Following the publication of the Workplace Relations Commission (WRC) Code of Practice for Employers and Employees on the Right to Disconnect, in April 2021, a recommendation followed that all workplaces should work to develop a Right to Disconnect Policy that takes into account the particular needs of the business and its workforce.
The health and wellbeing of the school staff is of the utmost importance, and staff should be encouraged and supported to prioritise their own health and wellbeing.
Disconnecting from work is vital for wellbeing, and to help achieve a healthy and sustainable work-life balance. Unless there is an emergency, every member of staff is entitled to switch off outside of their normal working hours and enjoy their free time away from work without being disturbed.
What is The Right to Disconnect?
- The right of an employee to not routinely perform work outside their normal working hours;
- The right to not be penalised for refusing to attend to work matters outside of normal working hours;
- The duty to respect another person’s right to disconnect (eg by not routinely emailing or calling outside normal working hours).
Health & Wellbeing
In accordance with section 13 of the Safety, Health and Welfare at Work Act 2005 (SHWWA 2005), staff must take reasonable care of their health and safety. Staff are reminded to switch off from work, to monitor their working hours and to take breaks away from work devices.
School leaders will endeavour to foster a culture that supports the right to disconnect and acknowledge the importance that, barring emergency situations, all staff should be able to disconnect from work.
‘Normal working hours’ may be different for staff members within the school, ie while some may work a more traditional hourly pattern, others may work flexibly or have varying working time patterns. All staff, including school leaders, have the right to disconnect.
- The personal time of staff is respected and there is a general expectation that staff will disconnect from work e-mails and communications outside of normal working hours, except where it is necessary for operational reasons – eg to inform school leaders about absences.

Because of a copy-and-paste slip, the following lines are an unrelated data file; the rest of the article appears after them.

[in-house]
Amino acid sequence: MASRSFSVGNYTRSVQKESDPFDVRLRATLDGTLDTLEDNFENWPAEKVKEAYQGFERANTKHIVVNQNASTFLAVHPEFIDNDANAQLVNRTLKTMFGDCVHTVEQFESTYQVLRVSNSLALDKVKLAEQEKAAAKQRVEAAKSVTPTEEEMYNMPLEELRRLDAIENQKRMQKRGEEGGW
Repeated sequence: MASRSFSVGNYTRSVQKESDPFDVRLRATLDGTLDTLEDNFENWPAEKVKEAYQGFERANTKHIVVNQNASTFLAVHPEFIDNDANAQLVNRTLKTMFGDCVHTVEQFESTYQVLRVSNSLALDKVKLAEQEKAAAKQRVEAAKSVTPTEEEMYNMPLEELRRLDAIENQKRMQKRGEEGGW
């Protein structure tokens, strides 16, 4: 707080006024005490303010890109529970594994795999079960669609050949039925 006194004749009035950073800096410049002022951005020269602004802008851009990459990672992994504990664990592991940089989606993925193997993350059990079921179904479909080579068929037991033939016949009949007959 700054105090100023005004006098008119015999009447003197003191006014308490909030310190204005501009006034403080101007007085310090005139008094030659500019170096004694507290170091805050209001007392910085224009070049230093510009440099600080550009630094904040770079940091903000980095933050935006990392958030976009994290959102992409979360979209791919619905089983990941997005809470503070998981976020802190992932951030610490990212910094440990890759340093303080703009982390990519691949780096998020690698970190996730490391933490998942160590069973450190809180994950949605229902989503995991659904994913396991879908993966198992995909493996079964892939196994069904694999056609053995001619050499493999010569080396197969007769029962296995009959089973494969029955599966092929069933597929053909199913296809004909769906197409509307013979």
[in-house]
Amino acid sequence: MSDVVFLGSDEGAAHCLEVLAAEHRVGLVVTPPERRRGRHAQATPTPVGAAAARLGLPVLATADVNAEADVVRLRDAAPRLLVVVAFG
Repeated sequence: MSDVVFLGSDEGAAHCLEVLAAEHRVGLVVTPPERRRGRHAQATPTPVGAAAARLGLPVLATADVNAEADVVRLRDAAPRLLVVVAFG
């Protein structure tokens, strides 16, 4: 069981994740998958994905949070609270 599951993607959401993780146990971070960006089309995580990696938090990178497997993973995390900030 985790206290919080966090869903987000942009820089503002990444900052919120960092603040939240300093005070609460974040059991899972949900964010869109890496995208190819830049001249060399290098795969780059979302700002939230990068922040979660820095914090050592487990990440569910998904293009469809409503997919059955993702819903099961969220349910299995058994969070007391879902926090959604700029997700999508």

- Staff should be mindful of and manage how much virtual communication they have each day.
- Where possible, e-mails should be sent or checked only during normal working hours.
- The sender should give due consideration to the timing of their communication and potential for disturbance, and the recipient should understand that, barring emergencies, they will not be expected to respond until their working time recommences.
- Staff should not feel that they must respond to social communications from colleagues outside of their working hours.
- Where a member of staff sends communications outside agreed working hours, unless operational needs dictate that an immediate response is required, a statement should be attached to an out of hours email tempering the expectation of an immediate response.
Suggested email signatures could include:
“My normal working hours are from X to Y. I will respond to you when I am back at work.’’
“I am currently working flexibly so while it suits me to send this email now, I do not expect a response or action outside your own working hours”
Meetings should only be scheduled during normal school hours, except where national agreements and Department circulars stipulate otherwise.
Staff should give consideration to creating a separate work email address and become familiar with ‘queuing’ emails, so they are sent during the workday. At the start of every school year, it is recommended that the school’s position on the Right to Disconnect is circulated to all members of the school community, including management, staff, as well as outside agencies, to draw their attention to best practice.
Who is responsible?
There is collective responsibility for the successful implementation of a Right to Disconnect. Individual responsibility on the part of all staff members is also required, eg being mindful of other colleagues’ right to disconnect.
Any concerns in relation to the Right to Disconnect should be raised in the first instance with the school principal. Ultimately, all employees retain the right to raise an unresolved issue in the first instance through the agreed Grievance Procedure, and thereafter, consider any statutory redress that may be available.